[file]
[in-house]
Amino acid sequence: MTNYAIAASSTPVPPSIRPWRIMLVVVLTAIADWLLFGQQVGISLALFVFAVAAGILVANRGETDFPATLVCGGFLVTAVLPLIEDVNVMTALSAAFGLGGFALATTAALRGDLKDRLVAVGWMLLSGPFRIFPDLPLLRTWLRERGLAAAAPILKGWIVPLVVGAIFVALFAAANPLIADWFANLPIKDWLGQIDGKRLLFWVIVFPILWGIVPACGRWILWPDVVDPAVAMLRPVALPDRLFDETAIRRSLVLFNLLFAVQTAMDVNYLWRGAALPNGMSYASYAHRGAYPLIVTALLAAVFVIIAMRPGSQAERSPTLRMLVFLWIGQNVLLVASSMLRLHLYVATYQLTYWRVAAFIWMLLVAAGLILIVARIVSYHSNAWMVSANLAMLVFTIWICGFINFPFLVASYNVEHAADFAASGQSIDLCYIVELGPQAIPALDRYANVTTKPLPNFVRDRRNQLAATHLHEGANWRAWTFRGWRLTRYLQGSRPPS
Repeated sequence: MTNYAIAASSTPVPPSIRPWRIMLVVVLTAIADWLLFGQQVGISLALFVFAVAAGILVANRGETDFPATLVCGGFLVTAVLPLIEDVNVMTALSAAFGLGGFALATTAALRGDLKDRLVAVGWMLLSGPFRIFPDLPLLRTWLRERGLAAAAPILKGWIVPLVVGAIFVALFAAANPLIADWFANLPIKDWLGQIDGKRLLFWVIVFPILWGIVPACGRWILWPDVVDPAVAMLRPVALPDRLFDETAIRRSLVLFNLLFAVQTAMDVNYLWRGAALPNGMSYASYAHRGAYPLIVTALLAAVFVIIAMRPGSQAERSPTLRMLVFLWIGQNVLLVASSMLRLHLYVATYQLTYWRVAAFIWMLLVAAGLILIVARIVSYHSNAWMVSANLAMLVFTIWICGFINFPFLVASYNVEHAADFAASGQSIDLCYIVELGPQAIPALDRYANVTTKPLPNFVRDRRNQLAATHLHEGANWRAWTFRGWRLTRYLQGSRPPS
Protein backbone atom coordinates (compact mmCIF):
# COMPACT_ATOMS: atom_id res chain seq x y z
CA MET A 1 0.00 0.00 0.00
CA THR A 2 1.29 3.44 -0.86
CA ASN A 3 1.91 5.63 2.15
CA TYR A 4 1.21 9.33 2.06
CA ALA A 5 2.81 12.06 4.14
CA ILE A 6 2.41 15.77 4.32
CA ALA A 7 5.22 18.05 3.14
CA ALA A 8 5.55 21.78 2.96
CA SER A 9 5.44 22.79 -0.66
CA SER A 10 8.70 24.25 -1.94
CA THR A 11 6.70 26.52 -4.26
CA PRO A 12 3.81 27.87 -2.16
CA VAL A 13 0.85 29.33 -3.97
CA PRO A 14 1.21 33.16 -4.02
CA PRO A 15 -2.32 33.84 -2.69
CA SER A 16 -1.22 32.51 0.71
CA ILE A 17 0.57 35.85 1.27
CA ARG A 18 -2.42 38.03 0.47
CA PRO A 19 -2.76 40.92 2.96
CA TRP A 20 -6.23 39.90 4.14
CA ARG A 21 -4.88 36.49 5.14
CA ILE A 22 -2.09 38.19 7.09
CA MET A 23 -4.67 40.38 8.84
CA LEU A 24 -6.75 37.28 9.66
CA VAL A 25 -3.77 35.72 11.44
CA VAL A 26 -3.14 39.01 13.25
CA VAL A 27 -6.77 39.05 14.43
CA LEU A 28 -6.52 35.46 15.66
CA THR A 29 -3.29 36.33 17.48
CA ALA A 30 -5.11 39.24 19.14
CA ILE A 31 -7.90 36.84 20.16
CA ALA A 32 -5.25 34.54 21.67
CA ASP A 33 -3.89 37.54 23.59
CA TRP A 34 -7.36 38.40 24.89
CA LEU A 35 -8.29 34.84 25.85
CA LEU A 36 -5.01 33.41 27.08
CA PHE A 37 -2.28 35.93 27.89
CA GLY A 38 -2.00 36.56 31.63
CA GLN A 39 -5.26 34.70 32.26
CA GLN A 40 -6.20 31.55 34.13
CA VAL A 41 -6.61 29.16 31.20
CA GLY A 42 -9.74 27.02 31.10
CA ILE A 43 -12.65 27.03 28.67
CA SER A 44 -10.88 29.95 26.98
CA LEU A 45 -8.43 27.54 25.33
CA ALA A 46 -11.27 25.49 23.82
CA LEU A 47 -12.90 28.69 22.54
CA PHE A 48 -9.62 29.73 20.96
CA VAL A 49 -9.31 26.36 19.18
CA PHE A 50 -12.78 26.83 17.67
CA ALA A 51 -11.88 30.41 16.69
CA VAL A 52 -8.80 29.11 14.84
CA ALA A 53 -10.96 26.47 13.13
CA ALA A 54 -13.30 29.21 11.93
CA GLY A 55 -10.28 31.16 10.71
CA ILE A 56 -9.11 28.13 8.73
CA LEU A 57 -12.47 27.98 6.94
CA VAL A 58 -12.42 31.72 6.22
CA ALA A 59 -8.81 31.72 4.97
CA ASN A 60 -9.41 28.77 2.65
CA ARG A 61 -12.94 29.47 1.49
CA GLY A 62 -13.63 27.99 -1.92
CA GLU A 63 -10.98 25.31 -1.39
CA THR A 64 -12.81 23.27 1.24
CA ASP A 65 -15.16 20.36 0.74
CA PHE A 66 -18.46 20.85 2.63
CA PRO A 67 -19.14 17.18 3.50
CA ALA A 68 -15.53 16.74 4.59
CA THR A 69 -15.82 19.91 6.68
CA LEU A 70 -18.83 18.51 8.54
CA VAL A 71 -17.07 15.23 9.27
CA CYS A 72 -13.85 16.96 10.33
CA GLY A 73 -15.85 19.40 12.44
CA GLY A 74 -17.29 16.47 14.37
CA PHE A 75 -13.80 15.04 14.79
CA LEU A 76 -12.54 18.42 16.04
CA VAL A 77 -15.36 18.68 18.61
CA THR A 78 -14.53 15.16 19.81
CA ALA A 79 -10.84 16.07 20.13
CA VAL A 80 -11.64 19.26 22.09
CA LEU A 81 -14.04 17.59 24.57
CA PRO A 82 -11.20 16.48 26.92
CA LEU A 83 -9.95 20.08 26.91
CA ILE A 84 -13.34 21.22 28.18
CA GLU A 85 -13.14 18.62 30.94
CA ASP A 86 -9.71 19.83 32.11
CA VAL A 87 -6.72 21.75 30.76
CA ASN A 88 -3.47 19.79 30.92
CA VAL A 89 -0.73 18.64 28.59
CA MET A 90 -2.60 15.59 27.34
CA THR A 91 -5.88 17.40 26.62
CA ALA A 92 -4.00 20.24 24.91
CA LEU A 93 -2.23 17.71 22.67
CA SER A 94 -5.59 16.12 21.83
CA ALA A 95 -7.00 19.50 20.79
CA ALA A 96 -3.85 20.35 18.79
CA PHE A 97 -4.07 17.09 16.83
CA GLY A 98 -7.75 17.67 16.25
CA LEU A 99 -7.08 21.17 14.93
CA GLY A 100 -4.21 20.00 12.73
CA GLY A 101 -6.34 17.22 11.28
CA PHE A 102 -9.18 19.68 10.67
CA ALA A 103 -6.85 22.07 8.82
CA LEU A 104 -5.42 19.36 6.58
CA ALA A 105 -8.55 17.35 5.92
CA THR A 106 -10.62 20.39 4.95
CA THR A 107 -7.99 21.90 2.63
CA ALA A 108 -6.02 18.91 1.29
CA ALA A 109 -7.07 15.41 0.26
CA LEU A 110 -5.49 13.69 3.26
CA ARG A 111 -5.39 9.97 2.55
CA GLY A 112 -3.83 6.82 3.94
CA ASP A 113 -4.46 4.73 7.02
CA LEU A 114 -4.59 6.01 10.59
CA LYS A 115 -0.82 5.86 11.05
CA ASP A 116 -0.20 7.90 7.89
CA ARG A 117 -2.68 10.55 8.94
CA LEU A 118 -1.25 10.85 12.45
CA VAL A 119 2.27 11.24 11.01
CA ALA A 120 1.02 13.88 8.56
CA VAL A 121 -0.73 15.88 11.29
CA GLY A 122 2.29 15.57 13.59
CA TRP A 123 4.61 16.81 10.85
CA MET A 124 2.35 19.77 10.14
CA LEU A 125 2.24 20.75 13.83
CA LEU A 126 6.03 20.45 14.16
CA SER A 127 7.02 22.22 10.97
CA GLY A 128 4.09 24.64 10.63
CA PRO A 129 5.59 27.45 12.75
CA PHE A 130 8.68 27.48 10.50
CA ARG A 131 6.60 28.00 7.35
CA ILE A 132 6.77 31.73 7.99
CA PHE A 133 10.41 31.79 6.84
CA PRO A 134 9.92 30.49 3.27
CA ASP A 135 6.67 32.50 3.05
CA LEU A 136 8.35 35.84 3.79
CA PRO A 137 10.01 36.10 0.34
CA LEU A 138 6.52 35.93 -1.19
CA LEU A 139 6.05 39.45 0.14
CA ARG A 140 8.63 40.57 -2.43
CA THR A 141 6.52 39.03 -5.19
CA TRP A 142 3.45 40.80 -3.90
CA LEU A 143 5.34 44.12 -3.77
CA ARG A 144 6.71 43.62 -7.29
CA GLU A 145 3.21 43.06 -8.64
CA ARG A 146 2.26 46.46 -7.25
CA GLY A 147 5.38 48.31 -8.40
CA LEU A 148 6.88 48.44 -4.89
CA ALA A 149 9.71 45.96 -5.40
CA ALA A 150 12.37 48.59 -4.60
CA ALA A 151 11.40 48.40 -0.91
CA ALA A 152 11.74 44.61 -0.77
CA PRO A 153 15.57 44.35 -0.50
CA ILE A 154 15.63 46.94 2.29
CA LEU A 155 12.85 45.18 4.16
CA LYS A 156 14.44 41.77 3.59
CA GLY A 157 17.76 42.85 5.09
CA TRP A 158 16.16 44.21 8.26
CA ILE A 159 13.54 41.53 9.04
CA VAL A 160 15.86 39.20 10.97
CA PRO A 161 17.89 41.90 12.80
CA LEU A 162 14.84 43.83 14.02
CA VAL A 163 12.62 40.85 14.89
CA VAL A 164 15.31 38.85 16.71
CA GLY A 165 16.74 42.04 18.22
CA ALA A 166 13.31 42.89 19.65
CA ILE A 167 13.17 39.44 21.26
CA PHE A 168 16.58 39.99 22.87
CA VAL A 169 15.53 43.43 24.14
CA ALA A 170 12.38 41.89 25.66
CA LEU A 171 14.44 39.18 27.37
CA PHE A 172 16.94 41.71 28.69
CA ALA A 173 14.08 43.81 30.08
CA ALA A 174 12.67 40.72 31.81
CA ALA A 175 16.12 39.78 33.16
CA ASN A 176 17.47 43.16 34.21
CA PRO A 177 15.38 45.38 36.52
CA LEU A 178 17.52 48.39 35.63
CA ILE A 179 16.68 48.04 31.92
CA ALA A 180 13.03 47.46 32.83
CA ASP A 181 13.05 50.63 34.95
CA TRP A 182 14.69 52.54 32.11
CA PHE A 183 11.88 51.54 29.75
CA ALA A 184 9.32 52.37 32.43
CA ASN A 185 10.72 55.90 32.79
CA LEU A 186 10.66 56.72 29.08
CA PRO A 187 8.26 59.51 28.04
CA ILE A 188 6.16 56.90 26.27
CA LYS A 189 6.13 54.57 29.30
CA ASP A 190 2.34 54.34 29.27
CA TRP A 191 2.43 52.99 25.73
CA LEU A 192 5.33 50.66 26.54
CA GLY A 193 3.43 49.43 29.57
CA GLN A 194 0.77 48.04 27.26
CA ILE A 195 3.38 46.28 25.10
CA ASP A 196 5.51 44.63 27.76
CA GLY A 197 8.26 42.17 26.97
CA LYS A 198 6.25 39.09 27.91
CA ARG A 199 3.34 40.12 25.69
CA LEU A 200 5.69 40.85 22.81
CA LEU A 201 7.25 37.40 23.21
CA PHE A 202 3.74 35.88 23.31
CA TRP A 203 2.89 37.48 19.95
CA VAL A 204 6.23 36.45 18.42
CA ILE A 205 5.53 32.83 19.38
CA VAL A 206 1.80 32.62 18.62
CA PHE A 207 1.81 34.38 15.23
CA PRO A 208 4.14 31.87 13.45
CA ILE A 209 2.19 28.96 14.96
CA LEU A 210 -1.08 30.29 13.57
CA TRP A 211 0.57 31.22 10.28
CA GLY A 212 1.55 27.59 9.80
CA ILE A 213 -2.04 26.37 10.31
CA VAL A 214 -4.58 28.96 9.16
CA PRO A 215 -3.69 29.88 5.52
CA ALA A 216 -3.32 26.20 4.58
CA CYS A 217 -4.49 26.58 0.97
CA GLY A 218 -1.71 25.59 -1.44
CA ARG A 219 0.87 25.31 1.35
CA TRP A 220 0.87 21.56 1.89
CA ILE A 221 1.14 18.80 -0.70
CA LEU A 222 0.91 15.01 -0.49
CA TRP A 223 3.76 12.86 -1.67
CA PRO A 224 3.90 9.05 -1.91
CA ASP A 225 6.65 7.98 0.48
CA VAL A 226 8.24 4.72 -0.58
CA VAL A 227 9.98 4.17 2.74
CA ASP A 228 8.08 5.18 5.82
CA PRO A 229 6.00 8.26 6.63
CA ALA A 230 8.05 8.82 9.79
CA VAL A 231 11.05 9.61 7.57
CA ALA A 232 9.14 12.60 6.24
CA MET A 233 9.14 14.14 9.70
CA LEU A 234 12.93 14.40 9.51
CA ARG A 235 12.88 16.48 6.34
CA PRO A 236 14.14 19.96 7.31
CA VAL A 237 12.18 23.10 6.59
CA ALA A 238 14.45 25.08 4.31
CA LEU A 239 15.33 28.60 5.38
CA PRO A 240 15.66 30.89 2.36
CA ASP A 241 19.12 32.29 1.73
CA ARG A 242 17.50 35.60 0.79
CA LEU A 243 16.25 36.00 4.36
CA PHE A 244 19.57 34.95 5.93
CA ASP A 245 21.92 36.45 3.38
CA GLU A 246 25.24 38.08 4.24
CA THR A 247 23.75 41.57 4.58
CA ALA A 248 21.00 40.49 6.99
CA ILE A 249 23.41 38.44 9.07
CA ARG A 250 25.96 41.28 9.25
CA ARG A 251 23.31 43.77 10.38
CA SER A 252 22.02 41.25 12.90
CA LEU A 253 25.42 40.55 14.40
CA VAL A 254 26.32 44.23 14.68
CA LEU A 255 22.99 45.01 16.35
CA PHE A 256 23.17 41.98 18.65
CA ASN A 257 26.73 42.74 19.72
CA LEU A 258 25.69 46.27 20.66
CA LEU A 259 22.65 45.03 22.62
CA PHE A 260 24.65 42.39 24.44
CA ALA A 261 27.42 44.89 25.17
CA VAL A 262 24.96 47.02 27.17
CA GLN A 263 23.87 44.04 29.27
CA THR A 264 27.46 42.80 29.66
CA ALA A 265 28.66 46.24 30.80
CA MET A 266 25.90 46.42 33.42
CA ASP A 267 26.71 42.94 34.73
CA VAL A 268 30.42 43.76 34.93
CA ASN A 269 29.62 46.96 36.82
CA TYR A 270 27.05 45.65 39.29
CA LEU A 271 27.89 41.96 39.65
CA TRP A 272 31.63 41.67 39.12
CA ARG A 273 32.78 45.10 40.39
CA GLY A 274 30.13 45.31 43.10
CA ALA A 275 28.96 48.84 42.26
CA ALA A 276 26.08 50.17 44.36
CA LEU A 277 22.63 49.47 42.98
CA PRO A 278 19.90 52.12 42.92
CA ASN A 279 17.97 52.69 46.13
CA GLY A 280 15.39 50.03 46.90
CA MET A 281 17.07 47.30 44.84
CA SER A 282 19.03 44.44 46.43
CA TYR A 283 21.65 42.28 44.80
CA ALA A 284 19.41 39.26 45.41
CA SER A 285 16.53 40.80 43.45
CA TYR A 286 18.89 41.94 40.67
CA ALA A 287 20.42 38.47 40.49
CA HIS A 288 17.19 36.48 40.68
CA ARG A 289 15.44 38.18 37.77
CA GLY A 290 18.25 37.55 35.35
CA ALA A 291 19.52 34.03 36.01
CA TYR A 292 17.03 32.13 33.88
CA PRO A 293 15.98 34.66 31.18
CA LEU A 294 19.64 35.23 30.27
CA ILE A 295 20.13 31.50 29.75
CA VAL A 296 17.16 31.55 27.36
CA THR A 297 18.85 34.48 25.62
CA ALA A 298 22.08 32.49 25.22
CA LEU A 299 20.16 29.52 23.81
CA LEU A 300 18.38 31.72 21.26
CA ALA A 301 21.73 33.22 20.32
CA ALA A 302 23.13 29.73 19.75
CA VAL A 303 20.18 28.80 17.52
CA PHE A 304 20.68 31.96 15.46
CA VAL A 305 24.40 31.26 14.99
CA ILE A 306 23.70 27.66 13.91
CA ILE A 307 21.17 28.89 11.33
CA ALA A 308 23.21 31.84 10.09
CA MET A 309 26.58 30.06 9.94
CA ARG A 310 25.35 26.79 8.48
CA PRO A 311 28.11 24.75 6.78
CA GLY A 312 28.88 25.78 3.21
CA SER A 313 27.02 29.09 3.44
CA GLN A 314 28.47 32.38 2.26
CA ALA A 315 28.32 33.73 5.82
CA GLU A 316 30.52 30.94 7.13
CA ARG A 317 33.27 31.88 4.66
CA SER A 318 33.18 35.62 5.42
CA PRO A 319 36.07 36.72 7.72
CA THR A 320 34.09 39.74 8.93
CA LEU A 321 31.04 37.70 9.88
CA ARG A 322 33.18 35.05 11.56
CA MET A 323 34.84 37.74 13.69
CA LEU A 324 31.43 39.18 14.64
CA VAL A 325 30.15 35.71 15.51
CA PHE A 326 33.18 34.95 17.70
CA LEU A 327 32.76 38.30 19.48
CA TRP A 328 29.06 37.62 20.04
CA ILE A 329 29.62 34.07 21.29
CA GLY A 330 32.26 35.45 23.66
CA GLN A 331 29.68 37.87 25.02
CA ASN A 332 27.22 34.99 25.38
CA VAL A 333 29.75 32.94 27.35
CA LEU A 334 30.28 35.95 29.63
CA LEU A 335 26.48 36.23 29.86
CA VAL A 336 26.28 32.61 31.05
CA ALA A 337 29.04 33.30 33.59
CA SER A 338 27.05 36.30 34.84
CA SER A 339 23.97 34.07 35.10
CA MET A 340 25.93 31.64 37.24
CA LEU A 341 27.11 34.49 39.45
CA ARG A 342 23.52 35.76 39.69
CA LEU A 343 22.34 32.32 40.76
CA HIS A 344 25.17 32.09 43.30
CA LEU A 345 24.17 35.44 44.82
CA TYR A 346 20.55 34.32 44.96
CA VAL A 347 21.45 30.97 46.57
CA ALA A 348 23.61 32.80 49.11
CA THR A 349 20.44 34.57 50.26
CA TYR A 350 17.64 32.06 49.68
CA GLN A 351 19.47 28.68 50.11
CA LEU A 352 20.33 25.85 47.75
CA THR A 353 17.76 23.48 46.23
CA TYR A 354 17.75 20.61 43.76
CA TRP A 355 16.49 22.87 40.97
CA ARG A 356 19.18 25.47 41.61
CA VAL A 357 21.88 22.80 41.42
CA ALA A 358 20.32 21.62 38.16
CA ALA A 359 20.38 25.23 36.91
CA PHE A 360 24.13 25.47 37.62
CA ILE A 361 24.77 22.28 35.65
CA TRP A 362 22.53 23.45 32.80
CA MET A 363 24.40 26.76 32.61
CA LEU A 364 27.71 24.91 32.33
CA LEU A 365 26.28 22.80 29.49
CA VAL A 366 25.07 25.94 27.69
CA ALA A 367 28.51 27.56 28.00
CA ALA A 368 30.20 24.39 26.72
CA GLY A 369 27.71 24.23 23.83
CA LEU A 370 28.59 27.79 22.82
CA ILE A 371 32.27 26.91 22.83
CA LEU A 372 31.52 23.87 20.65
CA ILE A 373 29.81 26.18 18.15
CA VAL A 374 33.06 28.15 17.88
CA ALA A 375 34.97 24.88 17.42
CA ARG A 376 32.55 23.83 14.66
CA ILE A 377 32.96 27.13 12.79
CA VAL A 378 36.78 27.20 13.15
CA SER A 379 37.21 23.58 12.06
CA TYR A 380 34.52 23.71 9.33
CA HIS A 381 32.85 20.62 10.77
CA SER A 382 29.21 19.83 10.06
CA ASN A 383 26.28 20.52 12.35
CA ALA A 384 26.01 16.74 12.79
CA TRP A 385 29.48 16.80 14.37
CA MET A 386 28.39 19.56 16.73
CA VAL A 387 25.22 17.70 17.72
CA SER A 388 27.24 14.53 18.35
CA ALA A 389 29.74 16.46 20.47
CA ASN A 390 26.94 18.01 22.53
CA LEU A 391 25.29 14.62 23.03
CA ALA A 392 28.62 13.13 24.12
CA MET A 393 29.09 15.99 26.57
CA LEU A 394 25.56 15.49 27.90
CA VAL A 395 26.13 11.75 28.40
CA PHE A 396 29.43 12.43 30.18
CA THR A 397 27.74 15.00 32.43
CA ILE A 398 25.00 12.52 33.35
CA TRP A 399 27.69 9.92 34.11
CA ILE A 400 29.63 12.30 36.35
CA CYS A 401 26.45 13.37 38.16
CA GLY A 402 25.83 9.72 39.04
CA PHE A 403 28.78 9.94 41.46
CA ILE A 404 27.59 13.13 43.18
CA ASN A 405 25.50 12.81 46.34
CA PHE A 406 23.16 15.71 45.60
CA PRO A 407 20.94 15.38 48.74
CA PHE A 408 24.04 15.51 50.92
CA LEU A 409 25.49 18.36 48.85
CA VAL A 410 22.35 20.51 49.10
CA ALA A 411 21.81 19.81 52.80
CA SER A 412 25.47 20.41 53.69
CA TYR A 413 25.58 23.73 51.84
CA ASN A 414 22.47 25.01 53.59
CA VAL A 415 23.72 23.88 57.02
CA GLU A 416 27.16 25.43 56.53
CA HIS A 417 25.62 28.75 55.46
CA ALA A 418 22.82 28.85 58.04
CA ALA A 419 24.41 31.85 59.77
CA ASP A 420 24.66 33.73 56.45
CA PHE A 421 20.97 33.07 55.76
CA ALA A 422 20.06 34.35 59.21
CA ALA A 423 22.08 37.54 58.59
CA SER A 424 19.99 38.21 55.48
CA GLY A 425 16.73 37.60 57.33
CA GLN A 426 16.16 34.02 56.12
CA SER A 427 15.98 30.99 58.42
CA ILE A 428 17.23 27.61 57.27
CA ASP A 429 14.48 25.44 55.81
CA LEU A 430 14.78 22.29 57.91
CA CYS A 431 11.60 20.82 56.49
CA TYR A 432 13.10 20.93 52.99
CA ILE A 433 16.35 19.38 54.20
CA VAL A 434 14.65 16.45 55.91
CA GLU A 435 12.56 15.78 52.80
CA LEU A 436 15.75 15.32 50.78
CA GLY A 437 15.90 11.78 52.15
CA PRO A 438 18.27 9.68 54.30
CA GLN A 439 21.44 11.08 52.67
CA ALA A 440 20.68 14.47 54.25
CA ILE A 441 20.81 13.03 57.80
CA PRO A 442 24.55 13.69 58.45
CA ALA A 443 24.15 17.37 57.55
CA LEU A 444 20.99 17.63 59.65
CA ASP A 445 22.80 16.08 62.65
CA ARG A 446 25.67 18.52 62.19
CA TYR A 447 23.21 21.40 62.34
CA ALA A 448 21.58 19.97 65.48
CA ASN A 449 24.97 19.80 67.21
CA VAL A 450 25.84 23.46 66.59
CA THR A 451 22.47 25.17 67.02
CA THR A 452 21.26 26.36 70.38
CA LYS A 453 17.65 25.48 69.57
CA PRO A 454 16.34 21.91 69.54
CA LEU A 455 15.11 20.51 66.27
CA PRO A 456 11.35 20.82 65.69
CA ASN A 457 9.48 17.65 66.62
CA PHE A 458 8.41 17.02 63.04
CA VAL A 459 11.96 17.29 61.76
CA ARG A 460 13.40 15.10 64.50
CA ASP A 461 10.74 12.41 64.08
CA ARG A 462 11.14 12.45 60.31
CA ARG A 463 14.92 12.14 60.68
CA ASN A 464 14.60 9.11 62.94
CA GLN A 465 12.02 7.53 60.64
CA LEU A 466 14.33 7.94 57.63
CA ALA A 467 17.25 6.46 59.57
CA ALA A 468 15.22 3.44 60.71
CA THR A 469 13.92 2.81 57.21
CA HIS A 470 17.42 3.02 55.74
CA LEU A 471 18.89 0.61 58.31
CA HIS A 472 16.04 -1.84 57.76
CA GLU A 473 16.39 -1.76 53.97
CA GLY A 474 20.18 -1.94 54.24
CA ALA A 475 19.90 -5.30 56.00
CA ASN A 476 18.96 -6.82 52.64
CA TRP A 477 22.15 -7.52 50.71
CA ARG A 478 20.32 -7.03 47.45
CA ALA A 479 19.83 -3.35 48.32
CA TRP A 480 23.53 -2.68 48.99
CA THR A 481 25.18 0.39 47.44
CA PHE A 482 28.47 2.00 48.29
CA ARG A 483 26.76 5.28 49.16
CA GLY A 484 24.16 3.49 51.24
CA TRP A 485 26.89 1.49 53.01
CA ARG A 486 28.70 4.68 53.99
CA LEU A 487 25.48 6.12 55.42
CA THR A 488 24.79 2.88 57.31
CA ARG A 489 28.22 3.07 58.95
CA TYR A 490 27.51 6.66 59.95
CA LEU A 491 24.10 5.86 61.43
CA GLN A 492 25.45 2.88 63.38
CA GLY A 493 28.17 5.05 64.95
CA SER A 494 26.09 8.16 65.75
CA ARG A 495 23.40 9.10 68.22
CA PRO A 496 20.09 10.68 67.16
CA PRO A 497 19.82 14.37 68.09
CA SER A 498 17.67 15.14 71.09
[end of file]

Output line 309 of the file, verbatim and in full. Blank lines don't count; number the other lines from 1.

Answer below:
CA PHE A 304 20.68 31.96 15.46